Editing Pages

Once you log in to the site with an account that allows authoring pages, each page of the site will display an Screenshot of Safari (20180527, 2-37-13 pm)“edit” icon in the bottom right. Clicking that icon will take you to the editing interface for that particular page.

To add a new page you will have to click on the Screenshot of Safari (20180527, 2-46-45 pm).png“My Sites” link in the upper left of any page on the site (once logged in) and then click on the “Add” button next to “Site Pages.”

The basics of creating and editing pages are just like editing posts, so refer to those instructions. Especially, remember to keep it simple! Pages don’t have categories and tags, but just like with posts, don’t forget to click “Publish” or “Update” if you want your changes saved!

If this is a new page, pay attention to a few initial setup items:

  • Take a look at the “Slug” for the page (under the title and in the “More Options” section of the sidebar) and make sure the part you can edit is brief, preferably one word. Note that you can only edit the last bit, not the whole URL. Do so if there is a better unique term to use in the URL for the page.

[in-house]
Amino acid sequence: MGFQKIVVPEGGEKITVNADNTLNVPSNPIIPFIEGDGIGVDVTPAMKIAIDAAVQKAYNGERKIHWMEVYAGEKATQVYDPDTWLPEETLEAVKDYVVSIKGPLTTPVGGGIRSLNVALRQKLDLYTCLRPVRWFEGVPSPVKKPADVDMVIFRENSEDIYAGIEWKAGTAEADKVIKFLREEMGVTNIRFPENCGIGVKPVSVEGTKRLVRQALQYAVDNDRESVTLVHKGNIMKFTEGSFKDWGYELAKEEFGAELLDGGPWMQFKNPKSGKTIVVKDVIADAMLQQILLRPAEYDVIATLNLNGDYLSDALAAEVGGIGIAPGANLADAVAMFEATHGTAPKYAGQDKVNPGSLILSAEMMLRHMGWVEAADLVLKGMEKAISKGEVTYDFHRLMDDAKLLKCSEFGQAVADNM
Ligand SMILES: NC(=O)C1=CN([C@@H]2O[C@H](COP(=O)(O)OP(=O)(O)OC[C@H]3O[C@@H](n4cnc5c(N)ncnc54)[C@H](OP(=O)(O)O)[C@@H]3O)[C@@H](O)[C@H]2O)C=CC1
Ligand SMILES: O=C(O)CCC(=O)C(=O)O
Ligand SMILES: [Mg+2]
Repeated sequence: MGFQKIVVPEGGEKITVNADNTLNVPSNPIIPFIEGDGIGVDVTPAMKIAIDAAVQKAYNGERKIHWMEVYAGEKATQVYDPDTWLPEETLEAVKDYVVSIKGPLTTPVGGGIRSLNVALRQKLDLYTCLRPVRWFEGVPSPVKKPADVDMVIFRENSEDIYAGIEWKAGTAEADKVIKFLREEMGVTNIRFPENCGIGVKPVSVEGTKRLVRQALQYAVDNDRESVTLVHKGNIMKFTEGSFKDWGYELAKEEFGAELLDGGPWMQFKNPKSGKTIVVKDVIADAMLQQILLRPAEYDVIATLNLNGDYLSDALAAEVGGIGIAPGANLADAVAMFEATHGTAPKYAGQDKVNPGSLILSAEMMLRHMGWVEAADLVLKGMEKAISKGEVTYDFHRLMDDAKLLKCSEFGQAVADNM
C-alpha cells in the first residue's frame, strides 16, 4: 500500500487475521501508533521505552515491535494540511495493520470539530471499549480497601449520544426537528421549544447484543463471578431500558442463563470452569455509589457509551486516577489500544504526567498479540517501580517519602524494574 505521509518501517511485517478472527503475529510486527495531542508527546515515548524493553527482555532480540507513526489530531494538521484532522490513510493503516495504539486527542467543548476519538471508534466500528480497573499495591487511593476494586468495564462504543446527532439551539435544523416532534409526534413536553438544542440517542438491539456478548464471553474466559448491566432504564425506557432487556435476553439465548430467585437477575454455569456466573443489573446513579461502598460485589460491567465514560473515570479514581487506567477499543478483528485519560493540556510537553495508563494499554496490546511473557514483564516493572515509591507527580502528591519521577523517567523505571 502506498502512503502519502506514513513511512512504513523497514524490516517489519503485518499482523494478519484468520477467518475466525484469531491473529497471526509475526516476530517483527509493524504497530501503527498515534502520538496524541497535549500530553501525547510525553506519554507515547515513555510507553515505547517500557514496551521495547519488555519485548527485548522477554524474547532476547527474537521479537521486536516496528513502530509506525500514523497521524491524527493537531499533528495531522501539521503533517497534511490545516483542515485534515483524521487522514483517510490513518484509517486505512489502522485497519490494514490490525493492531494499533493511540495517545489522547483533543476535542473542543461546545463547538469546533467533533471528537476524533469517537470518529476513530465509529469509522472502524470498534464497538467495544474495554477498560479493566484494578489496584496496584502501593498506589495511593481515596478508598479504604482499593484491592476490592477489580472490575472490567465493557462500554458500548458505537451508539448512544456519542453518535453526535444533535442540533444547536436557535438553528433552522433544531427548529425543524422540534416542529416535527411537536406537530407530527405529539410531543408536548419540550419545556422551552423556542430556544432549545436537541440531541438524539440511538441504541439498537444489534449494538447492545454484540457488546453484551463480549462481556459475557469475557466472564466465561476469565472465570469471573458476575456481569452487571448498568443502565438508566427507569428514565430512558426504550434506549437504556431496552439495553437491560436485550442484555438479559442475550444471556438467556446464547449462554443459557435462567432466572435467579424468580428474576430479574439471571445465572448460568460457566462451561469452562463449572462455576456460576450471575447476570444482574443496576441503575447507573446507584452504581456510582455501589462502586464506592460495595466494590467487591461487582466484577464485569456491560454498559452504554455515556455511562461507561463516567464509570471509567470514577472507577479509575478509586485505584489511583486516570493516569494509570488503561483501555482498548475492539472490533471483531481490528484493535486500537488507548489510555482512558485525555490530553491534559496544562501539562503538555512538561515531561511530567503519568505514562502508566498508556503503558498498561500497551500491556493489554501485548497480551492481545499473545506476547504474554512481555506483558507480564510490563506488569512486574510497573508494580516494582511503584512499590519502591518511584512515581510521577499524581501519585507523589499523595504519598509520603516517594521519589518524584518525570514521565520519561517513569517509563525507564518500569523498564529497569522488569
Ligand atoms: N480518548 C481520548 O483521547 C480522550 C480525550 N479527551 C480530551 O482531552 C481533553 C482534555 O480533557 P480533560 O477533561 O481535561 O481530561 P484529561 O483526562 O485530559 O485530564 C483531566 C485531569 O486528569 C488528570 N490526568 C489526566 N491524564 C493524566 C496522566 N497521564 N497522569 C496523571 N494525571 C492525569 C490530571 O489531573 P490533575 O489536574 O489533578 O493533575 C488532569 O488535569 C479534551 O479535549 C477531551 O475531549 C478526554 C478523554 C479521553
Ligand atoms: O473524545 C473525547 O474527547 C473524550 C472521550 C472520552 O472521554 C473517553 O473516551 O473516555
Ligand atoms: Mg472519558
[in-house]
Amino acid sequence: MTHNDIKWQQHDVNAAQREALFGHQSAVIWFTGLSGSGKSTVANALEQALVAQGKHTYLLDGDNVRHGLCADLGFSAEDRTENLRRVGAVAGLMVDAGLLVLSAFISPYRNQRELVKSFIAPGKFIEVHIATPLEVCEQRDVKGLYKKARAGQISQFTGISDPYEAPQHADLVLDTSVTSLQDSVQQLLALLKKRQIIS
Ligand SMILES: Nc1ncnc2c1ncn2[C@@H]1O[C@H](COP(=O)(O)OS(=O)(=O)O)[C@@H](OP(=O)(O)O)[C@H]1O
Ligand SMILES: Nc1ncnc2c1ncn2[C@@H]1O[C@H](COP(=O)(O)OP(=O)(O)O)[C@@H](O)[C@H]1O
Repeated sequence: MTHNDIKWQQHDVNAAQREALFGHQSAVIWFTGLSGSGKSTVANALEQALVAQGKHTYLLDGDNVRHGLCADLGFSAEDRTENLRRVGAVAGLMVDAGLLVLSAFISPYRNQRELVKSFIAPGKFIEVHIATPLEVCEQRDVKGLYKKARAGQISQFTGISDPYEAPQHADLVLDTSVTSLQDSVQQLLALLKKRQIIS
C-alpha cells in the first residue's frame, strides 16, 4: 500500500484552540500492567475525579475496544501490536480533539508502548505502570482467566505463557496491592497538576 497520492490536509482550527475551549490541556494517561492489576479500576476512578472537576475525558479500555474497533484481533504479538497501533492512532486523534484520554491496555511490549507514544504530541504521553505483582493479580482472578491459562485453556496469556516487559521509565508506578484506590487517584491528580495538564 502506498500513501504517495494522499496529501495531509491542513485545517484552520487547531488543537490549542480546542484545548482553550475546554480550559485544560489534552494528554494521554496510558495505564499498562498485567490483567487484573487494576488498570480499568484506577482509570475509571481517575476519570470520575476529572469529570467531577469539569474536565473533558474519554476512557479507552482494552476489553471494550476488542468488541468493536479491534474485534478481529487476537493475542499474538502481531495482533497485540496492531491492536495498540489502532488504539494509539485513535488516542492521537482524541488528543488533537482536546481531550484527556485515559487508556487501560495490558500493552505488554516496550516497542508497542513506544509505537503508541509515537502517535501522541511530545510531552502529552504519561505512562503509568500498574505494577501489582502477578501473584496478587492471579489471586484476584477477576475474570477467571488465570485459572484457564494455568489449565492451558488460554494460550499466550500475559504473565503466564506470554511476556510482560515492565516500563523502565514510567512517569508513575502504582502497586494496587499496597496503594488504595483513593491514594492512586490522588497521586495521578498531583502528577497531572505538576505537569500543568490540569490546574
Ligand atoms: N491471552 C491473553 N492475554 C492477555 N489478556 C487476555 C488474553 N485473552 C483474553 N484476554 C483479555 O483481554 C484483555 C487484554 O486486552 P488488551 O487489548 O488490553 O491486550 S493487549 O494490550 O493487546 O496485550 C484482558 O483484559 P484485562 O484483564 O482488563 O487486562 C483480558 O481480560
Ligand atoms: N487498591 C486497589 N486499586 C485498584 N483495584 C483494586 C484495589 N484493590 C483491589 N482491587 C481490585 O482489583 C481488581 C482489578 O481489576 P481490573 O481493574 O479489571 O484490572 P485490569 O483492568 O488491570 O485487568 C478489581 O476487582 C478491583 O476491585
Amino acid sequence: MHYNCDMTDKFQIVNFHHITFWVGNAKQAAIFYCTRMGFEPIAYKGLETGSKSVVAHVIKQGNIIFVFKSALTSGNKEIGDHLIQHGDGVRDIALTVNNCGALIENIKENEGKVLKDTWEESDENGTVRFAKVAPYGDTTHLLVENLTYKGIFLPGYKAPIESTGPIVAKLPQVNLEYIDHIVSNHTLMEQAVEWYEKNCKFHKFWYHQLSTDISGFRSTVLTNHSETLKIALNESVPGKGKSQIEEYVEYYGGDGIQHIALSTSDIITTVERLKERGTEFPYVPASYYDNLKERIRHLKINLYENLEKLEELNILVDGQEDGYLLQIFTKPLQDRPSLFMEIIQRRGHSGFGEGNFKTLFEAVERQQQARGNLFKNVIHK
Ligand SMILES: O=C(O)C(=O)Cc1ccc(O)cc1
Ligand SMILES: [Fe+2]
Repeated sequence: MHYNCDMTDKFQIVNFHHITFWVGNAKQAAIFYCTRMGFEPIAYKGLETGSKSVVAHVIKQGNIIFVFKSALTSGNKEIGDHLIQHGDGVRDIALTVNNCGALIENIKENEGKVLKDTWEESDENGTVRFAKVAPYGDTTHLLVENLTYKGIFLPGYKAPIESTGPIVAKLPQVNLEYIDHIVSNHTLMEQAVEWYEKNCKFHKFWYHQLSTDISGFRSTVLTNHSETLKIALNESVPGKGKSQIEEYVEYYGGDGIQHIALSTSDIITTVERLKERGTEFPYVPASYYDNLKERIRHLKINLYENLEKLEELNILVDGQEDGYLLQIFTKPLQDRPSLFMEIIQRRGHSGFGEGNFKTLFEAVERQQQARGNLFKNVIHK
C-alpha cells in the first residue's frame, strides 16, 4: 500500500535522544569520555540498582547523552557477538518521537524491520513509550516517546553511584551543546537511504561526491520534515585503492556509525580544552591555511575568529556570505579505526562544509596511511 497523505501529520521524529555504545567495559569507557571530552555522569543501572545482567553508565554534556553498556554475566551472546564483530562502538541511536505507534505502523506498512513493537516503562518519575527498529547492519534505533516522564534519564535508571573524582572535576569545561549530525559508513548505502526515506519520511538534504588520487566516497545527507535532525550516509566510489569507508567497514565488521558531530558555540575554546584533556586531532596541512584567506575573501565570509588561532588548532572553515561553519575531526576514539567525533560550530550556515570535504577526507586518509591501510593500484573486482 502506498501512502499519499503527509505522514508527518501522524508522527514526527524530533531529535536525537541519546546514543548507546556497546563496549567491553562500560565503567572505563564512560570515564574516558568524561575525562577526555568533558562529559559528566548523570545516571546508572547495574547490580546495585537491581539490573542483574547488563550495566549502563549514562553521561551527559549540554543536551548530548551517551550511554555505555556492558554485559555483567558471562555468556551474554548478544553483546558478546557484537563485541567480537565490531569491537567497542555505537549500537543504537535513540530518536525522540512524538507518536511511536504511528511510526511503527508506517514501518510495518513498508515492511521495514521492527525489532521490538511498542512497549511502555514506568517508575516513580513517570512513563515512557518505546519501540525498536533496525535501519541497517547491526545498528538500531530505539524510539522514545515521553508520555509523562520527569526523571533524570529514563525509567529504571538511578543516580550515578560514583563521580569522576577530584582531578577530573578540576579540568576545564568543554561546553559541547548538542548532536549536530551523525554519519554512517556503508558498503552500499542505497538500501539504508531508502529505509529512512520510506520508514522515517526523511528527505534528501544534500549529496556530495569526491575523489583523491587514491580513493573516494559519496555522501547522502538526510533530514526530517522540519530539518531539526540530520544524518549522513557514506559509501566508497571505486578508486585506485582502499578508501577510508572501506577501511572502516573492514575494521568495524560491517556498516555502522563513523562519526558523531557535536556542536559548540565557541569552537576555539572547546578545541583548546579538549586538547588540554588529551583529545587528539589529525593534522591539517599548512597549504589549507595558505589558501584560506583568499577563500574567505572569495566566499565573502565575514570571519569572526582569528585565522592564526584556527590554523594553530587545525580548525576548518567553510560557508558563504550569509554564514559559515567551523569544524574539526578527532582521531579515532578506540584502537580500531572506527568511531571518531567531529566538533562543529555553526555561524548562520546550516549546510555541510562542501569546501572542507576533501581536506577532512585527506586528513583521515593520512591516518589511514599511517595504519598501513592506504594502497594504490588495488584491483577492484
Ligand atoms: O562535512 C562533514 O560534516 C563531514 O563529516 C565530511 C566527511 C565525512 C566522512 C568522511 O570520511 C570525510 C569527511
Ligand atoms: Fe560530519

• Make sure to assign the page an appropriate parent in the WordPress page hierarchy under “Page Attributes.” Most of your pages will be “Top level,” but if a page is meant to fall under another one hierarchically, then select the appropriate parent page.
  • Make sure to choose the “Full Width Page” or “Default Template” from the “Page Attributes” in the sidebar. If you want the sidebar to show, use the default, otherwise, full width will feel more generous.
  • Include a “Featured Image” if you want one. Remember that the featured image will be cropped automatically by the theme, so don’t fuss too much about cropping it ahead of time.

Note that when you edit the content of a page, the old version of that content is stored in a revision history. You can access and recover those revisions at the top of the edit screen for a page.

Usually pages will just have text in them. However, from time to time you will see text in angle or square brackets (“<>” or “[…]”) that looks coded. Sometimes it will be obvious what this text does (like in the case of “child_pages”), other times this stuff will seem very obscure. If you don’t understand the code in brackets, your best bet is to leave it alone. Some of the “shortcodes” you have available to you are documented by WordPress.